Taiwanese film critic JANE YU asked SEBASTIAN WINKELS about his work.

Question: You say that the original idea for this documentary film came from your own experience?

Answer: Yes, the idea for TALKING MONEY came up about five years ago, when I had my first banking appointment to apply for a loan. I sat across the desk from a bank employee and explained not only my financial situation, but also all of the other circumstances of my life. The situation was very psychologically charged and quite strange. I felt naked, since it’s really a very intimate situation in which one is compelled to present oneself. The personal, familial and social image of myself that I created there looked totally alien to me in the end, as if I had just described somebody else. I had the feeling that I couldn‘t even recognize myself, since I wanted to package myself smartly but, at the same time, take a critical stance toward the financial advisor. That‘s a real balancing act. The strongest thing that I sensed was the power that ruled over that desk. Every bank employee represents their institution, and the institution in turn represents the system in which we all function –  which has the power at its command to finally decide whether to grant you a loan – or not.

Question: Your films “7 Brothers” or “My beautiful life (Don’t swallow everything)” are also populated by people talking with each other within a truly minimalist setting, in film terms. What attracts you to documentary film?

Answer: It’s true. Most of all I need the dark movie theater as a storytelling space. My films usually focus on a particular communication situation and a specific function of language that shapes this situation. I structure the film shoot aiming to closely observe these particular aspects of language and interaction. We are dealing with really ephemeral things. It‘s not easy for the protagonists to be totally free and easy with themselves in front of the camera. If they do reach that point, it becomes instantly exciting because it‘s authentic – and that’s always something special that every viewer can feel and that can’t be explained. For me, that is the real draw of documentary, that the storytelling remains fragile and unpredictable and arises out of real, lived lives. Nobody has thought it up, written something down and then staged it. It‘s pure presence. Why my themes often deal with communication and language, I can‘t say; maybe it has something to do with my large family. In any case, I start to pursue a project when I discover a particular communication situation that occupies my mind long-term. Then I want to translate this situation into film in a way that – with a bit of luck – a genuine force can arise in the cinema. When this works, for me, then it’s because of an approach to filming that I call ‘social recording‘ or ‘social camera‘, and to the authenticity I already mentioned. This is exactly what I think about the most during the preparation phase. Because if something in the filming approach doesn‘t fit, it actually distorts the entire thing. Someone whose work I feel is excellent in this regard is Raymond Depardon – I think he’s the one who first awakened this particular interest in me.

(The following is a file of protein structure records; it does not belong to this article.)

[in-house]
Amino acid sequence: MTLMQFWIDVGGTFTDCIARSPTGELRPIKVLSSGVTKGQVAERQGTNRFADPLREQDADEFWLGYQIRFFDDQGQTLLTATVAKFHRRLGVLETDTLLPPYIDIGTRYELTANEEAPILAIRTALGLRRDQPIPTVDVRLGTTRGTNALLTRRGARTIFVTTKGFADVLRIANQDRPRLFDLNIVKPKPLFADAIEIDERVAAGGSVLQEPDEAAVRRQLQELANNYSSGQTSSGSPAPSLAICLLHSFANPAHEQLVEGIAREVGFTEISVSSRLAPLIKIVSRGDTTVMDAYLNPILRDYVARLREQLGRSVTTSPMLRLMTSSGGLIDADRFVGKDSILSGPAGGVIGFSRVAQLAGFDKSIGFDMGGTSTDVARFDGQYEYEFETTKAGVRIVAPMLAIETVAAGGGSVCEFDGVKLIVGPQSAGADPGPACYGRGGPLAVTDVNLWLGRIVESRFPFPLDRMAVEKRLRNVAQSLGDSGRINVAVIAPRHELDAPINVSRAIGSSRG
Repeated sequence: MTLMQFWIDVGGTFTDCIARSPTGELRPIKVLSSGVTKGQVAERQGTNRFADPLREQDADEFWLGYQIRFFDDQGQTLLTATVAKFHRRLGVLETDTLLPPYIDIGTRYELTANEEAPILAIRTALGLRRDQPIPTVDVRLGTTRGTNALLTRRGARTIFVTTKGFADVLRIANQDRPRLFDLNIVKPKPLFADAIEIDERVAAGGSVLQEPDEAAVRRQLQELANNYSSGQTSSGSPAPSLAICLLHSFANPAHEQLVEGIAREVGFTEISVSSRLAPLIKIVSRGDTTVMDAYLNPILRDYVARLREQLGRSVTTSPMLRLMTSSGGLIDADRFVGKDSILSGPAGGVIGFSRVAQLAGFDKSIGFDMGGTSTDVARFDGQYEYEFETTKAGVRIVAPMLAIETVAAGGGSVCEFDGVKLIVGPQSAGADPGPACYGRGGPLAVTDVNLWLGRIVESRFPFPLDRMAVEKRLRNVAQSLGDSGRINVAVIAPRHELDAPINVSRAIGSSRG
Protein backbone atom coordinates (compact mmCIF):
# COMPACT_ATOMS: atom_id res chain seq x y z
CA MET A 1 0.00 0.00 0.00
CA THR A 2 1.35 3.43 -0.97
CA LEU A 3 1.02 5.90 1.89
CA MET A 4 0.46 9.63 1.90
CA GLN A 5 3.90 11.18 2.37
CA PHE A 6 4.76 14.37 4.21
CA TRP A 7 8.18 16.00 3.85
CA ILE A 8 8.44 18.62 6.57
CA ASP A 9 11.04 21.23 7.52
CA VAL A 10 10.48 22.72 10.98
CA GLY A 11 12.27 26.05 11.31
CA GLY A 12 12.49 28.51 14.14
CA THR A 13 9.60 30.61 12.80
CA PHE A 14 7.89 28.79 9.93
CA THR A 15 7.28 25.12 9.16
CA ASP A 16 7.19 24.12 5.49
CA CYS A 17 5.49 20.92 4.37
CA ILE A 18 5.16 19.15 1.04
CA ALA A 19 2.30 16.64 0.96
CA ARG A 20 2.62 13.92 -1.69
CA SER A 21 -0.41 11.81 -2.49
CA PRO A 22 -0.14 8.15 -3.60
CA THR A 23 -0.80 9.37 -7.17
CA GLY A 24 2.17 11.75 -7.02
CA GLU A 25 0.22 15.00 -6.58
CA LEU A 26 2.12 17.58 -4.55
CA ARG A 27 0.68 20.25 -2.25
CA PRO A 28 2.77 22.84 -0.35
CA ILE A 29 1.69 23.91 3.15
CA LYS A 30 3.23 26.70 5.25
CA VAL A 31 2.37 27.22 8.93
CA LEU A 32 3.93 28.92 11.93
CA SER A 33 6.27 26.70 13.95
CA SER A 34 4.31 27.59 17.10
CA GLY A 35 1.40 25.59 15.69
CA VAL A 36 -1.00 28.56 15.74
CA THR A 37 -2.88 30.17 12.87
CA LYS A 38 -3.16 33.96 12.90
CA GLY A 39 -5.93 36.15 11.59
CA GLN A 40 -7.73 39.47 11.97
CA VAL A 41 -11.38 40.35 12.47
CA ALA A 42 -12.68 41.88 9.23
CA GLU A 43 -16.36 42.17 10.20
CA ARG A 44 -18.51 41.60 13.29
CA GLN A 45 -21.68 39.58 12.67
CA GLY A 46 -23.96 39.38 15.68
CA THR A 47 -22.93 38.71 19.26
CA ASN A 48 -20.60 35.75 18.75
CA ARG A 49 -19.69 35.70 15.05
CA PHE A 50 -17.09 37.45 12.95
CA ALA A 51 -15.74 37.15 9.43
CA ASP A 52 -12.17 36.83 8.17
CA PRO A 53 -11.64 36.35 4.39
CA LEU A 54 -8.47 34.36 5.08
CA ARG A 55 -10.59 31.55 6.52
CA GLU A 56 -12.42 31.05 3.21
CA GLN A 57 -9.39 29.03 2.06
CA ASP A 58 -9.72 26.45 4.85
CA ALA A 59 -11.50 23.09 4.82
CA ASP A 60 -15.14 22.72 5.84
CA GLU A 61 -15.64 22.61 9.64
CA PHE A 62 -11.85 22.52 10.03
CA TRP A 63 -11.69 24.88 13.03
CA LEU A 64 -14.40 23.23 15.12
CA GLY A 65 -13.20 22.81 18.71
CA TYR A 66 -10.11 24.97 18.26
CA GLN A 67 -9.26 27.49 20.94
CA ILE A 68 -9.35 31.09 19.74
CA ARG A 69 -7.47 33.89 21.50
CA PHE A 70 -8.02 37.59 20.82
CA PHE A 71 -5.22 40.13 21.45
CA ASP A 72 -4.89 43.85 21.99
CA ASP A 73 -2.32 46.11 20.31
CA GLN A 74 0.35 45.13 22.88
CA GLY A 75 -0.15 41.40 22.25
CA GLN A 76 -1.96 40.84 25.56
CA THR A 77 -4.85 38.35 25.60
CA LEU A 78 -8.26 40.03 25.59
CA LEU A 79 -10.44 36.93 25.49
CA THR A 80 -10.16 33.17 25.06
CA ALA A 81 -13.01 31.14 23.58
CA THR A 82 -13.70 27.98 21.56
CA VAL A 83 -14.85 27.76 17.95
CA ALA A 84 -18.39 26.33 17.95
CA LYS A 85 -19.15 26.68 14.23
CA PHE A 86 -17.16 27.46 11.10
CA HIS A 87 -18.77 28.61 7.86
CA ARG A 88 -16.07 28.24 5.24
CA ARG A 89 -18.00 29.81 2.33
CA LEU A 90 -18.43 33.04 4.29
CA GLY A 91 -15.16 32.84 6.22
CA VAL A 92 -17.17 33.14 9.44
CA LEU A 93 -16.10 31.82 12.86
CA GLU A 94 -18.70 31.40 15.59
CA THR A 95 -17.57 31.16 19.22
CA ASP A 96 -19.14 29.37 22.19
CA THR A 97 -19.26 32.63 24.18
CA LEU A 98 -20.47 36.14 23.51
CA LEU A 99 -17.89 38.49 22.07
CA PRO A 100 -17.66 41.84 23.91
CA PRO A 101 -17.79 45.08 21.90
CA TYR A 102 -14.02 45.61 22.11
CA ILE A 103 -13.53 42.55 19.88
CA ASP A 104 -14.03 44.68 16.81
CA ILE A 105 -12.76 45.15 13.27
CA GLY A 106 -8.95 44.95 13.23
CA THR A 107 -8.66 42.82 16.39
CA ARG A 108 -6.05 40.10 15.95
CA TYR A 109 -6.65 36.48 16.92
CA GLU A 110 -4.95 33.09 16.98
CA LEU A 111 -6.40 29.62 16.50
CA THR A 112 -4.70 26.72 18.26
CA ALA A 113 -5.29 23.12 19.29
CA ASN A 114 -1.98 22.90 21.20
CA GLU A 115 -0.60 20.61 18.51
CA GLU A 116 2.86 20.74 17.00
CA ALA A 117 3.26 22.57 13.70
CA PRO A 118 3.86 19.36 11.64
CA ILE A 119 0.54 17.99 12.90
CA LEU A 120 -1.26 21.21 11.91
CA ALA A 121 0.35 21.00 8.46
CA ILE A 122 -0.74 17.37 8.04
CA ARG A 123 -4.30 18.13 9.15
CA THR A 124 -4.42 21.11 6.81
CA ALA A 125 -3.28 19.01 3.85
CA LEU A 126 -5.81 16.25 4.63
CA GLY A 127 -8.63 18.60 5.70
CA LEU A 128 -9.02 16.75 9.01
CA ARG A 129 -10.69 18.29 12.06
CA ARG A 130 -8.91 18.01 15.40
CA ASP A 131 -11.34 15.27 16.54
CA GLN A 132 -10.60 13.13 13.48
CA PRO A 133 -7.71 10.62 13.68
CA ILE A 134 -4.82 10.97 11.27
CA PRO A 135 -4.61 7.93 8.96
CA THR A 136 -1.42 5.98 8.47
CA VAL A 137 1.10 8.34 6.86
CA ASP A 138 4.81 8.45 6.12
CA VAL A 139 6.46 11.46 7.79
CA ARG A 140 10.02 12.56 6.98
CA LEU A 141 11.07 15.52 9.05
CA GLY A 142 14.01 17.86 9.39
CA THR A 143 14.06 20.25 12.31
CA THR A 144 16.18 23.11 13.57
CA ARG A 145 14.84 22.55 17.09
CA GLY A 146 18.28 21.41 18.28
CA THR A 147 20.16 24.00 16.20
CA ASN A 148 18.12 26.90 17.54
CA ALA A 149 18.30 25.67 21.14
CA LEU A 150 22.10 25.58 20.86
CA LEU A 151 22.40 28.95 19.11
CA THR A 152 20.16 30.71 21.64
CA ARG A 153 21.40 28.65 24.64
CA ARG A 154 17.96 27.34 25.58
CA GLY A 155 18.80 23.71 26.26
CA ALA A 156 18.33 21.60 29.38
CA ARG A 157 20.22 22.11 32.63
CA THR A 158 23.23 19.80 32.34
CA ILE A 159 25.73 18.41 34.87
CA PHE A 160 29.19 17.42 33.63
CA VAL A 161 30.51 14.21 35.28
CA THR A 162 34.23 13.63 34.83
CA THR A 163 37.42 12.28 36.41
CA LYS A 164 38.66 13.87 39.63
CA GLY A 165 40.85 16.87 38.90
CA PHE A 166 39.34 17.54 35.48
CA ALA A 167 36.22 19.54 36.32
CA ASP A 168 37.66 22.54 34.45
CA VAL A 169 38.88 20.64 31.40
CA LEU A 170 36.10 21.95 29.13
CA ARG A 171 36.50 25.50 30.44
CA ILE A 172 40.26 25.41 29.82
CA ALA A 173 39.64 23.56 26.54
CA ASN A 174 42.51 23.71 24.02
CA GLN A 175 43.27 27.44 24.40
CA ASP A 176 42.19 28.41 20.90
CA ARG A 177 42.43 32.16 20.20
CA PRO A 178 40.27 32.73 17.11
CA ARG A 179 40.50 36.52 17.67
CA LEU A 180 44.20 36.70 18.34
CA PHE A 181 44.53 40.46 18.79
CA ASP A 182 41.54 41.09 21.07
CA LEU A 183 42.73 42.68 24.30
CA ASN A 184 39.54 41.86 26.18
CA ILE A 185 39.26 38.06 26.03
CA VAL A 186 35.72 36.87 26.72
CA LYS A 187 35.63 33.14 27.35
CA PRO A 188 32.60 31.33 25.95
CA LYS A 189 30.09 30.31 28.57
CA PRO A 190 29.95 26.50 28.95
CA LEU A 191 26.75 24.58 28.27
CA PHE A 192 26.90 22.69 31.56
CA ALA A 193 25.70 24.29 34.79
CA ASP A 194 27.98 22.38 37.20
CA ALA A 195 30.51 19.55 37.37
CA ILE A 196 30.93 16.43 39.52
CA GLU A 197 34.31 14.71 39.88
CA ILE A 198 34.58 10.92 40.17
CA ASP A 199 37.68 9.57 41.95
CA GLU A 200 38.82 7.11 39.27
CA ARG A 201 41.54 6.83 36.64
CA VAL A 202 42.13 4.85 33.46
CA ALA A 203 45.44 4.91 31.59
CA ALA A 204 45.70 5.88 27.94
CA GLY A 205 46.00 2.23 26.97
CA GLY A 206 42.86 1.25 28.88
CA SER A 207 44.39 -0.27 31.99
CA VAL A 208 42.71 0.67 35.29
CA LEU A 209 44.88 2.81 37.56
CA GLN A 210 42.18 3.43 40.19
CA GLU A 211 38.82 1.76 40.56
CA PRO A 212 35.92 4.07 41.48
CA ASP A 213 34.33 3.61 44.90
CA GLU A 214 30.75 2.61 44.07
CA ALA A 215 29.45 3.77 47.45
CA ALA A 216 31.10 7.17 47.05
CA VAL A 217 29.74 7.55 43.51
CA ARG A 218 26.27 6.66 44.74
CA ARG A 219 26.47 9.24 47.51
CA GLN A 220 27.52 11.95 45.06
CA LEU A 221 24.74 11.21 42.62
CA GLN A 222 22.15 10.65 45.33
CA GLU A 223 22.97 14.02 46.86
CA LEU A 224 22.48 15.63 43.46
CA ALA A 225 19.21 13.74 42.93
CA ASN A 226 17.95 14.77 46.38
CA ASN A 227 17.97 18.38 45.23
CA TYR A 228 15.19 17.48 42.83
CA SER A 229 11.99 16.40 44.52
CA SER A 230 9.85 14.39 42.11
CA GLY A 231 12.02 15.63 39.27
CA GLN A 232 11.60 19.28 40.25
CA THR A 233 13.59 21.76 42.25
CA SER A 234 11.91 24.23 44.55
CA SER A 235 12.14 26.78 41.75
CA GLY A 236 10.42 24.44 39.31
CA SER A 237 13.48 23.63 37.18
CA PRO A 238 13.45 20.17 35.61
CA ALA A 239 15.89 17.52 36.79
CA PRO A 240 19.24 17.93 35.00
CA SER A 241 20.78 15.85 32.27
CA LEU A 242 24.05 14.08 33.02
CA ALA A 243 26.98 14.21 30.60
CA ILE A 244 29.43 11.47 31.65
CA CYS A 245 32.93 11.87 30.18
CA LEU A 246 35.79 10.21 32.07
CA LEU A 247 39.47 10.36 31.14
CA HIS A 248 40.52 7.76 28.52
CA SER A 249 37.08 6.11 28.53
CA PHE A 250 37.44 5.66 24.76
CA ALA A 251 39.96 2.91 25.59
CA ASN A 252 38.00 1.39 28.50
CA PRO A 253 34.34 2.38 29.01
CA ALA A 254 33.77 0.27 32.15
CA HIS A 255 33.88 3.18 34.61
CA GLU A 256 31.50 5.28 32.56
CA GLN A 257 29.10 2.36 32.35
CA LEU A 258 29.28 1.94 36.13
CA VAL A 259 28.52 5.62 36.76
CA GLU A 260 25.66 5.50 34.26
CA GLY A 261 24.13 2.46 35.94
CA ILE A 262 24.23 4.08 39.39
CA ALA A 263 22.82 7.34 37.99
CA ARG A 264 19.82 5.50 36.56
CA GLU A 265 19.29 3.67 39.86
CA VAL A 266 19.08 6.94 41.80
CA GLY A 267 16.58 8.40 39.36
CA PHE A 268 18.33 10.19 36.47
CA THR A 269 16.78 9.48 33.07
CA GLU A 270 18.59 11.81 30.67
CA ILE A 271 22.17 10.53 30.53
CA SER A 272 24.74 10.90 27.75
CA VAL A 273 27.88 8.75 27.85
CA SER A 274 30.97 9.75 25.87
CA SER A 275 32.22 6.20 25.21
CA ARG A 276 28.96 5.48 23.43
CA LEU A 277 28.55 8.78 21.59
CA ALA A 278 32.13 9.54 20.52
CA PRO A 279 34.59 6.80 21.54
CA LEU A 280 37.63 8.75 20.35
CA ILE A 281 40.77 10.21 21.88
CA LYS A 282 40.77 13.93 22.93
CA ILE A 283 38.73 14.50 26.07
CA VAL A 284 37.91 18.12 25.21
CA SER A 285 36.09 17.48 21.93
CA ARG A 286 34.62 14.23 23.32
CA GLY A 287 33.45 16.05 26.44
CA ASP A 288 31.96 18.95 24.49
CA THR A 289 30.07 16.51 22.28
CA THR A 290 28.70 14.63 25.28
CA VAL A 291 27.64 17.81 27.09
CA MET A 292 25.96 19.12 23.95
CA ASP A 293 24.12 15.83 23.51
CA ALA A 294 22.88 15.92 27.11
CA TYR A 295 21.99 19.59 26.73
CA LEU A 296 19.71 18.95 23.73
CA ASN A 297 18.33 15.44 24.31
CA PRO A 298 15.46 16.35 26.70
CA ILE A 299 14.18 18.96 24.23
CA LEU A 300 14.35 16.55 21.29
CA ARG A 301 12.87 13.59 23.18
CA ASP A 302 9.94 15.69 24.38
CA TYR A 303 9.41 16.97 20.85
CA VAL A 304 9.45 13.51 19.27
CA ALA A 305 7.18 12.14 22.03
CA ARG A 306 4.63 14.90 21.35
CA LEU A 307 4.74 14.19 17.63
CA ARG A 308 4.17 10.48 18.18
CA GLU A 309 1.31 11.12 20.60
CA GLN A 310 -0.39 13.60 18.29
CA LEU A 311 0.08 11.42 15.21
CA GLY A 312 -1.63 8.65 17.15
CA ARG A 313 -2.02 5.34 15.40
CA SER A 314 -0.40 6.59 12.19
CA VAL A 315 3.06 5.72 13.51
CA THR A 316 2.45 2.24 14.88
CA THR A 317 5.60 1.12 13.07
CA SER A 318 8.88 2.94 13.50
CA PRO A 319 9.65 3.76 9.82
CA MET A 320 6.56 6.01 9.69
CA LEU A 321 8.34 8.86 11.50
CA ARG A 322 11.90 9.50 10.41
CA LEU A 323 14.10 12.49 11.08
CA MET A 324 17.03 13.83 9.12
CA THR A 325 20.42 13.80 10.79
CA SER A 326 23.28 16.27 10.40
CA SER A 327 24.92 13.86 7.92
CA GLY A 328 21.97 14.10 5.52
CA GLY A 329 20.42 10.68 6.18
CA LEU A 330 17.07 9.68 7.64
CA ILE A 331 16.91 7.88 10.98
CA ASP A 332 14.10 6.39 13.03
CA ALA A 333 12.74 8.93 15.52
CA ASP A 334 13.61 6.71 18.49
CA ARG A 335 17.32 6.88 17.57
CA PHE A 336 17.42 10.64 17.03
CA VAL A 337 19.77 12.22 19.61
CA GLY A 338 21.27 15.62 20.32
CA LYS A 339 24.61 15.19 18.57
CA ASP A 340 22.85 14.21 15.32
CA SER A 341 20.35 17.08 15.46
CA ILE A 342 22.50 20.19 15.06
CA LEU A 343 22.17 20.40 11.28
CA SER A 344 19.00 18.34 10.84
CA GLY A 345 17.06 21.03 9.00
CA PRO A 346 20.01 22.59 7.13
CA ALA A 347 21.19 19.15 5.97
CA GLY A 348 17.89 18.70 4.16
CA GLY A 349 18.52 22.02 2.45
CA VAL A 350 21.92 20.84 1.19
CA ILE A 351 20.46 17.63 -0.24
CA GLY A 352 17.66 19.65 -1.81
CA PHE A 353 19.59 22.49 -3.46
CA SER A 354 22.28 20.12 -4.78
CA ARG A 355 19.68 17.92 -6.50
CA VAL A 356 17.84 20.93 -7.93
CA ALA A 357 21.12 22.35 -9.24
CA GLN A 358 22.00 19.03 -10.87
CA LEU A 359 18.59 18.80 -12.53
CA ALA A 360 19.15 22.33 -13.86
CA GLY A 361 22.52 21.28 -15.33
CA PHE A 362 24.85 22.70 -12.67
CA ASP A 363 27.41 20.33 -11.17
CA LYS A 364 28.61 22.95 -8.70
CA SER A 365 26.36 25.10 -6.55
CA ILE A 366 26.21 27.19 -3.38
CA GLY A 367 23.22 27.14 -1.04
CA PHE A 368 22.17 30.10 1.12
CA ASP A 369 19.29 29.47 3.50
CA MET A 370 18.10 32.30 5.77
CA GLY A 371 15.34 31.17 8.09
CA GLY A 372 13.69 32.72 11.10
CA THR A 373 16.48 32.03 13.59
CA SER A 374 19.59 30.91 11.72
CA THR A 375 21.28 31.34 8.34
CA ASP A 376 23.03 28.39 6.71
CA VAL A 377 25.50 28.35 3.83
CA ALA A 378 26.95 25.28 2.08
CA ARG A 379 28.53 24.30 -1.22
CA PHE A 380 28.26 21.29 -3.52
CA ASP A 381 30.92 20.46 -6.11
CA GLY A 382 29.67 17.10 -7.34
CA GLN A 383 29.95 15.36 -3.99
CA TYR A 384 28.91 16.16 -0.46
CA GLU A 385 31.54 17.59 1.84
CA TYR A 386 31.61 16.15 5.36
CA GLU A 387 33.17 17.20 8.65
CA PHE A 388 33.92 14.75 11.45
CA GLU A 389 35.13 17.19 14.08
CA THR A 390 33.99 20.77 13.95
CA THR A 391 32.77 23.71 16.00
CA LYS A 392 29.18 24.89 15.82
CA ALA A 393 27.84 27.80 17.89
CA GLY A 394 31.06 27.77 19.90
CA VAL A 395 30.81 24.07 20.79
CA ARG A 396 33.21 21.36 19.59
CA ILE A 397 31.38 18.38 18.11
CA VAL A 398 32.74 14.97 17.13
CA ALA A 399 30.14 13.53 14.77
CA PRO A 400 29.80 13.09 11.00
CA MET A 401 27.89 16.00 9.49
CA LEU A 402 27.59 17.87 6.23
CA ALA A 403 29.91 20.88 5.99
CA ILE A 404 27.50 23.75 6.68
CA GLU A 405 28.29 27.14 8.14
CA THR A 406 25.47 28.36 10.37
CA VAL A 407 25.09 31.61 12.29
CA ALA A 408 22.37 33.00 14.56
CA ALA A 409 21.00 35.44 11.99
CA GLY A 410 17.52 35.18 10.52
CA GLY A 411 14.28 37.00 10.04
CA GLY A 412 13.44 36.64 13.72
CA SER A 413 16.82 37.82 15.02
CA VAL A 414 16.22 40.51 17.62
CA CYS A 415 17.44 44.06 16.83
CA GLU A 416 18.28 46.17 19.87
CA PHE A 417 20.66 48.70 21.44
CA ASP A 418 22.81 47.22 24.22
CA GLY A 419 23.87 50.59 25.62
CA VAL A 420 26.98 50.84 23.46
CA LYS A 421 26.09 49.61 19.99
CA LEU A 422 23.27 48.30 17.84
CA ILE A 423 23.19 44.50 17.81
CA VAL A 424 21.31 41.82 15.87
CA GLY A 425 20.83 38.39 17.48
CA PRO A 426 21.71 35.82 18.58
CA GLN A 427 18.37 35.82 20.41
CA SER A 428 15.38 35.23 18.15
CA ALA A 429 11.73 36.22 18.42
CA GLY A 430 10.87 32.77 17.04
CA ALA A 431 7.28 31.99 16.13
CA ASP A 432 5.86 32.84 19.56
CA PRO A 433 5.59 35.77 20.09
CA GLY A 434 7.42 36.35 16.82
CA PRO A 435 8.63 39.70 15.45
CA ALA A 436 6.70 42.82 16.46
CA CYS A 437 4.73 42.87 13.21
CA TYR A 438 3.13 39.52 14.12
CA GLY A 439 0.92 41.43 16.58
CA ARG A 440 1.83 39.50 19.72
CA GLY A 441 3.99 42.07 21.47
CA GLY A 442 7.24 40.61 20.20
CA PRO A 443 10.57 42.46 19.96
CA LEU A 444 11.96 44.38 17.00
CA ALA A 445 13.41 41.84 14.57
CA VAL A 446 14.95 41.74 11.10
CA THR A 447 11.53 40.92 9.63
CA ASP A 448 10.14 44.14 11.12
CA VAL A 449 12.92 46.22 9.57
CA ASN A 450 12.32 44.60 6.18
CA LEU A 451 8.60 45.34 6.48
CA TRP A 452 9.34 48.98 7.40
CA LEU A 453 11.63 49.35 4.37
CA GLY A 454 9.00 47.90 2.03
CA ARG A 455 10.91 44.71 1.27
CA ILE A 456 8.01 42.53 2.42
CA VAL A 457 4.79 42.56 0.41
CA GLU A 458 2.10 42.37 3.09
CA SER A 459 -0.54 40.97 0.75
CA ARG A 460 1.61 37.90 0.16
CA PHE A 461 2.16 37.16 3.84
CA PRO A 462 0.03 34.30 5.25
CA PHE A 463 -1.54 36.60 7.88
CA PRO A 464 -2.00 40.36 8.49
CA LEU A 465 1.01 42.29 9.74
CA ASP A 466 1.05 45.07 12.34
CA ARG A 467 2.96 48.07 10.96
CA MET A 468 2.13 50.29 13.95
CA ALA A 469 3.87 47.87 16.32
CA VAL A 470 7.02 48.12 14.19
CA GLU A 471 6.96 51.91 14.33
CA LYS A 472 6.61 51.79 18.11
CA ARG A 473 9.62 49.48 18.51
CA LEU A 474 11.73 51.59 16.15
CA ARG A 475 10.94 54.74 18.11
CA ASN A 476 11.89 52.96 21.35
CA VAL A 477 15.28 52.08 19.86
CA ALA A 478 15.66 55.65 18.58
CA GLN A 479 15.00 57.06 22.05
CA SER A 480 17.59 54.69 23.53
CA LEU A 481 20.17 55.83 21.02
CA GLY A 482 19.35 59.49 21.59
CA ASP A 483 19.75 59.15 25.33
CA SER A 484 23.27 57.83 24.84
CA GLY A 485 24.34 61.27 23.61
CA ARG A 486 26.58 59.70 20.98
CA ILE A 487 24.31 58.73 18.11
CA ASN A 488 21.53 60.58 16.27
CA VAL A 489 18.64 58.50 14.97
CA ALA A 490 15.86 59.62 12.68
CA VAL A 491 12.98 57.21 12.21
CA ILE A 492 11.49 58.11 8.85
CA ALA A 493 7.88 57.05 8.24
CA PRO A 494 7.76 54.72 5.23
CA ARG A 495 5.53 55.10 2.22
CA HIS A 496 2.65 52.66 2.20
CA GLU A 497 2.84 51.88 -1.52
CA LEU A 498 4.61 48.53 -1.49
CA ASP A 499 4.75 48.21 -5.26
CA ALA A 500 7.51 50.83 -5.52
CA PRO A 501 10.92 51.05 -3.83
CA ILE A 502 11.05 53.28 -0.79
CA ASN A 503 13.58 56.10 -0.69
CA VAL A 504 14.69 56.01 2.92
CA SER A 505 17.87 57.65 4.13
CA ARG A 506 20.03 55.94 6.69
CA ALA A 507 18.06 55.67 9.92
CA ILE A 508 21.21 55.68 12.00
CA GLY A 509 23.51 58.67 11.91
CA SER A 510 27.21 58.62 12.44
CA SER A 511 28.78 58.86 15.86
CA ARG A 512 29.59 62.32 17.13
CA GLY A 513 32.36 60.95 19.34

Question: So how much do you know ahead of time? How do you prepare?

Answer: With TALKING MONEY, it began with the question of whether we might become a different person as soon as we are talking about money, and if so, why that happens. Is it the same everywhere or does it depend on the cultural environment that has shaped us? How do we deal with the experience of power there at that desk? Ten years after the financial crisis, is there still any trust left, or are we just trying to mutually deceive each other with as many tricks as possible? In earlier times, the pastor, the doctor, the bank director used to be moral authorities. These days, how do we manage to share ownership or set boundaries? What is yours and what is mine and how do we negotiate that? This is a very old question. During the writing process usually the central question of a project reveals itself early on, such as, “What is family?“ for example, in the film “7 Brothers“, which is about passing on the tellings of life stories. I don‘t try to give a direct answer in a film, which can‘t even be done in the case of “7 Brothers“. Instead, I would like to incite the viewer to apply the story very individually to themselves, to take it rather personally and internally reflect on it. They can experience the film from their perspective as an only child, as a grandfather or as the second-youngest of five. For 86 minutes, one can be part of the Hufschmidt family of Mülheim an der Ruhr. The filmic composition should have the effect that you can‘t help becoming involved, for example by comparing it to yourself. Now that makes it sound somehow like work, and in fact, it is an active state. However, when a viewer fully delves into a narrative, it doesn’t feel like any effort; instead it feels easy, because it‘s fun when personal experiences and thoughts are allowed to be included in the film.